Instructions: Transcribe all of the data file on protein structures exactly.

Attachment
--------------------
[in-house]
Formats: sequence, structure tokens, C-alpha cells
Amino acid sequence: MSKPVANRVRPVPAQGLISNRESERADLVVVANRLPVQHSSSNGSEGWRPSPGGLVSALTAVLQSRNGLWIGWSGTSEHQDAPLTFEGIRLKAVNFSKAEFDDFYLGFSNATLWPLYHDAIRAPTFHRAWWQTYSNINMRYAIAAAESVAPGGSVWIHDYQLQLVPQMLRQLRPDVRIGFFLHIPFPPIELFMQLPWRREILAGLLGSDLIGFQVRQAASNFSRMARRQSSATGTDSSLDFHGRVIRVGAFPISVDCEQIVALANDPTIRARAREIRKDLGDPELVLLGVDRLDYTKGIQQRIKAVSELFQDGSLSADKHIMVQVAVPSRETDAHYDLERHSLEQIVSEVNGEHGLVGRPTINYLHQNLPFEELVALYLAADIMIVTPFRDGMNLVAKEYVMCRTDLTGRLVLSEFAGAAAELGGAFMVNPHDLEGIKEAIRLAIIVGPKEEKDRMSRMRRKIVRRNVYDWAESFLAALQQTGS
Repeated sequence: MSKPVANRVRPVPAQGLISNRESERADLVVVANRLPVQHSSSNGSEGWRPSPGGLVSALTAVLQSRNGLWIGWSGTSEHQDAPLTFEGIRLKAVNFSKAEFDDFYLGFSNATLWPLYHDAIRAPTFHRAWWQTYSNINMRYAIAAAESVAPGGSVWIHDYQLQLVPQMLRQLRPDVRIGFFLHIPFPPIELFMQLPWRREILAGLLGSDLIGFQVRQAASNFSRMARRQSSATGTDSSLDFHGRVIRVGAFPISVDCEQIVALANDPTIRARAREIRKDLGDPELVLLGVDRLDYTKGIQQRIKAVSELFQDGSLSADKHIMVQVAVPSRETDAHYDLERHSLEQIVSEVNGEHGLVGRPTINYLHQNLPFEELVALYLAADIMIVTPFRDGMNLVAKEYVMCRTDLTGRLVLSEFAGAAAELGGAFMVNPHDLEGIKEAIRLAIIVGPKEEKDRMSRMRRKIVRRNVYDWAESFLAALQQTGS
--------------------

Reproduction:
[in-house]
Formats: sequence, structure tokens, C-alpha cells
Amino acid sequence: MSKPVANRVRPVPAQGLISNRESERADLVVVANRLPVQHSSSNGSEGWRPSPGGLVSALTAVLQSRNGLWIGWSGTSEHQDAPLTFEGIRLKAVNFSKAEFDDFYLGFSNATLWPLYHDAIRAPTFHRAWWQTYSNINMRYAIAAAESVAPGGSVWIHDYQLQLVPQMLRQLRPDVRIGFFLHIPFPPIELFMQLPWRREILAGLLGSDLIGFQVRQAASNFSRMARRQSSATGTDSSLDFHGRVIRVGAFPISVDCEQIVALANDPTIRARAREIRKDLGDPELVLLGVDRLDYTKGIQQRIKAVSELFQDGSLSADKHIMVQVAVPSRETDAHYDLERHSLEQIVSEVNGEHGLVGRPTINYLHQNLPFEELVALYLAADIMIVTPFRDGMNLVAKEYVMCRTDLTGRLVLSEFAGAAAELGGAFMVNPHDLEGIKEAIRLAIIVGPKEEKDRMSRMRRKIVRRNVYDWAESFLAALQQTGS
Repeated sequence: MSKPVANRVRPVPAQGLISNRESERADLVVVANRLPVQHSSSNGSEGWRPSPGGLVSALTAVLQSRNGLWIGWSGTSEHQDAPLTFEGIRLKAVNFSKAEFDDFYLGFSNATLWPLYHDAIRAPTFHRAWWQTYSNINMRYAIAAAESVAPGGSVWIHDYQLQLVPQMLRQLRPDVRIGFFLHIPFPPIELFMQLPWRREILAGLLGSDLIGFQVRQAASNFSRMARRQSSATGTDSSLDFHGRVIRVGAFPISVDCEQIVALANDPTIRARAREIRKDLGDPELVLLGVDRLDYTKGIQQRIKAVSELFQDGSLSADKHIMVQVAVPSRETDAHYDLERHSLEQIVSEVNGEHGLVGRPTINYLHQNLPFEELVALYLAADIMIVTPFRDGMNLVAKEYVMCRTDLTGRLVLSEFAGAAAELGGAFMVNPHDLEGIKEAIRLAIIVGPKEEKDRMSRMRRKIVRRNVYDWAESFLAALQQTGS